The coccidian I. belli is known only in man and was once regarded as an uncommon and non-pathogenic intestinal parasite. It is now established, however, that even in the immunocompetent individual the infection may be associated with gastrintestinal disturbances, and the advent of Aids has shown us that infection is much more common than previously supposed, particularly in the tropics. In São Paulo, for example, I. belli infection was recorded in 9.9% of the 131 Aids patients examined (FC Sauda et al. loc. cit.). Symptoms in Aids patients include fever, persistent diarrhoea and weight loss. A fatal outcome has been recorded in some cases (JP Dubey 1998 p. 325-326. In FEG Cox, JP Kreir, D Wakelin (eds). Topley & Wilson's Microbiology and Microbial Infections Vol 5, Parasitology, 9th ed. Arnold, London)

Due to its amoeboid movement, lack of flagella and absence of cysts in its life-cycle, D. fragilis was originally included as an atypical member of the family Endamoebidae (Order Amoebida). It maintained this precarious position for many years, until RR Camp et al. (l974 J Protozool 21: 69-82) studied the organism's ultrastructure and, as a result, transferred it to the order Trichomonadida, to accompany the genera Trichomonas and Histomonas. D. fragilis appears to be restricted to man and was for long regarded as an uncommon and harmless inhabitant of the colon lumen. More recent observations, however, recorded an infection-rate of 115/219 (53%) in a religious community in Los Angeles, USA (V Millet et al. 1983 Digest Dis Sci 28: 335-339), and that 79% of 237 cases of D. fragilis infection in Washington, USA, were symptomatic and mostly with diarrhoea or loose stools (JH Grendon et al. 1995 J Trop Med Hyg 98: 309-315). On the other hand, workers in the University Hospital of Fortaleza, Ceará, Brazil detected only a single infection with D. fragilis among 2,605 patients showing other intestinal parasites (OO Riedal et al. Rev Med Univ Fed Ceará 26/27: 29-33. There are reports of D. fragilis present in the diarrhoeic faeces of Aids patients although, as is the case with Giardia and the intestinal amoebae, there is no conclusive evidence that it is any more pathogenic in these patients than it is in normal individuals.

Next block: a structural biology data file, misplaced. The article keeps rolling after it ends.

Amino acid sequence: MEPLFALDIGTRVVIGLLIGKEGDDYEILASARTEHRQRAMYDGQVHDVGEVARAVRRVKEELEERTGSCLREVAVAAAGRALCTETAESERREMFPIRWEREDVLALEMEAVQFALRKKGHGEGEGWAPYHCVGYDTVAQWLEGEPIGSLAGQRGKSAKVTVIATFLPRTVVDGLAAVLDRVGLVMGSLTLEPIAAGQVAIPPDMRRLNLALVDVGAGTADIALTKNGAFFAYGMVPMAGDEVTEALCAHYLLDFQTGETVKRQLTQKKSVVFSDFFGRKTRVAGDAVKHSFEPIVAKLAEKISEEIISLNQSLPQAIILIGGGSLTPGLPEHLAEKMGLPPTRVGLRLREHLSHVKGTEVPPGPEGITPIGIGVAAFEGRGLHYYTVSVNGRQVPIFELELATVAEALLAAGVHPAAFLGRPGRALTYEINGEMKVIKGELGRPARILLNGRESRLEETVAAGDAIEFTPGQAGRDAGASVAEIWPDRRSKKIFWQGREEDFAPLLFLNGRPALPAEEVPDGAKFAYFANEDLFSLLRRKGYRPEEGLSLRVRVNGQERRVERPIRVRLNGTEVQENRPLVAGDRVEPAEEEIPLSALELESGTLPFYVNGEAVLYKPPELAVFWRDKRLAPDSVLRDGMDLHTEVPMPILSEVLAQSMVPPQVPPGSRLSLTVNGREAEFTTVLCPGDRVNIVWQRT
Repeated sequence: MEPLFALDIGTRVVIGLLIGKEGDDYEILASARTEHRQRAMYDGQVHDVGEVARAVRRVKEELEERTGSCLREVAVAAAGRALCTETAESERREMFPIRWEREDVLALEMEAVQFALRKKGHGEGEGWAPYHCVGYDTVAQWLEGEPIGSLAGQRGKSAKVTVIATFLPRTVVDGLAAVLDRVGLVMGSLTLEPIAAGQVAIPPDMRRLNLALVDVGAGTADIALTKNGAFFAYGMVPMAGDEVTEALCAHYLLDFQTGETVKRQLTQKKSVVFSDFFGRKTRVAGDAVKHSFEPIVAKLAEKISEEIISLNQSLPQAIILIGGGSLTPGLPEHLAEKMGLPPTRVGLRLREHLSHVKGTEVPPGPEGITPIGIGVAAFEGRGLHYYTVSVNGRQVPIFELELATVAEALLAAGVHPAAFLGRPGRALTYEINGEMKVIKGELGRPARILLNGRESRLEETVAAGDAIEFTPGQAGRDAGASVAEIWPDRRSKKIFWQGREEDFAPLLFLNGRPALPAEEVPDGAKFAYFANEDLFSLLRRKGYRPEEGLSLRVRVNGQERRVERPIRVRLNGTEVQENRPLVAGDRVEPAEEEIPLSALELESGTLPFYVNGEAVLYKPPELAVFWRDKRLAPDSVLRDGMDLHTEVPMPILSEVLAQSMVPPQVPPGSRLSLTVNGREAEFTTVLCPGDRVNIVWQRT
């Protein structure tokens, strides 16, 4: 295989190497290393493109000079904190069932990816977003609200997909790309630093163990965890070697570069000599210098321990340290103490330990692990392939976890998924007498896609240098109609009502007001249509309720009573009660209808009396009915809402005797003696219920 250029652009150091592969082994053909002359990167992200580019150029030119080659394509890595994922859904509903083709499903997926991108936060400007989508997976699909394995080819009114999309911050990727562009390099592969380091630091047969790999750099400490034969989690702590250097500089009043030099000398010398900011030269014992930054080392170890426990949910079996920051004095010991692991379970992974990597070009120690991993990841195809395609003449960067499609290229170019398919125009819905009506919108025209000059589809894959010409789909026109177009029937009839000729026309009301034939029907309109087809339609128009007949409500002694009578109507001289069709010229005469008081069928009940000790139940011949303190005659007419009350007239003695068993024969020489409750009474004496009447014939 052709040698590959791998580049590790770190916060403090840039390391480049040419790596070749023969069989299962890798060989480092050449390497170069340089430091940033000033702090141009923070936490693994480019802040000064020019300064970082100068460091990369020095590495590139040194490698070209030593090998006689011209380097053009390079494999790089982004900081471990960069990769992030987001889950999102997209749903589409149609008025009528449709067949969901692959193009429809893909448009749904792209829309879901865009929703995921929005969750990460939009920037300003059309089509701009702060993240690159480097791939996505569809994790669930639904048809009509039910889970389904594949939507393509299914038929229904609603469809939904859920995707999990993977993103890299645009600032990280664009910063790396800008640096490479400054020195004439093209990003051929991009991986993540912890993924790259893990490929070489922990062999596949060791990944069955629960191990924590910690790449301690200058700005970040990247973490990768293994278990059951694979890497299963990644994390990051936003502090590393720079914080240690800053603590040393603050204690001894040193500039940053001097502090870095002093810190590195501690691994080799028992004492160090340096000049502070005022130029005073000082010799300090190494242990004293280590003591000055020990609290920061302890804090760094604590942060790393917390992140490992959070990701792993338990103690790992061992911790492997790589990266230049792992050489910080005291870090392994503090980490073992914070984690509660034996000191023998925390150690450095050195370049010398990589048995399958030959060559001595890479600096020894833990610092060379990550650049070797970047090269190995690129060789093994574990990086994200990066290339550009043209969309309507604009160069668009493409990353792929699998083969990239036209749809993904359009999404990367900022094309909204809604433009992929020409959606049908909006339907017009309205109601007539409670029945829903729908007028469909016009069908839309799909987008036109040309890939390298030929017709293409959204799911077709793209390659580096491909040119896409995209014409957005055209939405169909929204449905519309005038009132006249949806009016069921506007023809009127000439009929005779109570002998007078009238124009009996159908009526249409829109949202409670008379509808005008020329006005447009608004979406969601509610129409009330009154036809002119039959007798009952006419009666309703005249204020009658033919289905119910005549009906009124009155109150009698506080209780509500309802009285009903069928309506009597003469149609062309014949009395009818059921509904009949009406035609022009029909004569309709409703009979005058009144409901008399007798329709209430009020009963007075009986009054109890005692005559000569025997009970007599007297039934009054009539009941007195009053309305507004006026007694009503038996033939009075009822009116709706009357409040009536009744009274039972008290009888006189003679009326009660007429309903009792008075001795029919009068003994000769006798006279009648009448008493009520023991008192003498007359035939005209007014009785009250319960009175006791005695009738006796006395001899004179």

The yeast cells detected in eight of the faecal specimens in the present study were morphologically similar and budding was observed in all cases. Although the number of cells was low in the faeces of four individuals, the elevated number of yeast cells in four other individuals, in the apparent absence of other parasites, raised the suspicion that the fungus might be a cause of diarrheoa. Taxonomy of the yeast remained undetermined.

The number of individuals examined in this survey is small, but we feel it important to draw attention to the high prevalence (32.3%) of I. belli compared with the low figure (3%) for C. parvum. Of the eleven I. belli infections, eight were diagnosed only after concentration of the oocysts by zinc sulphate flotation, an indication that this technique should always accompany other methods of examination.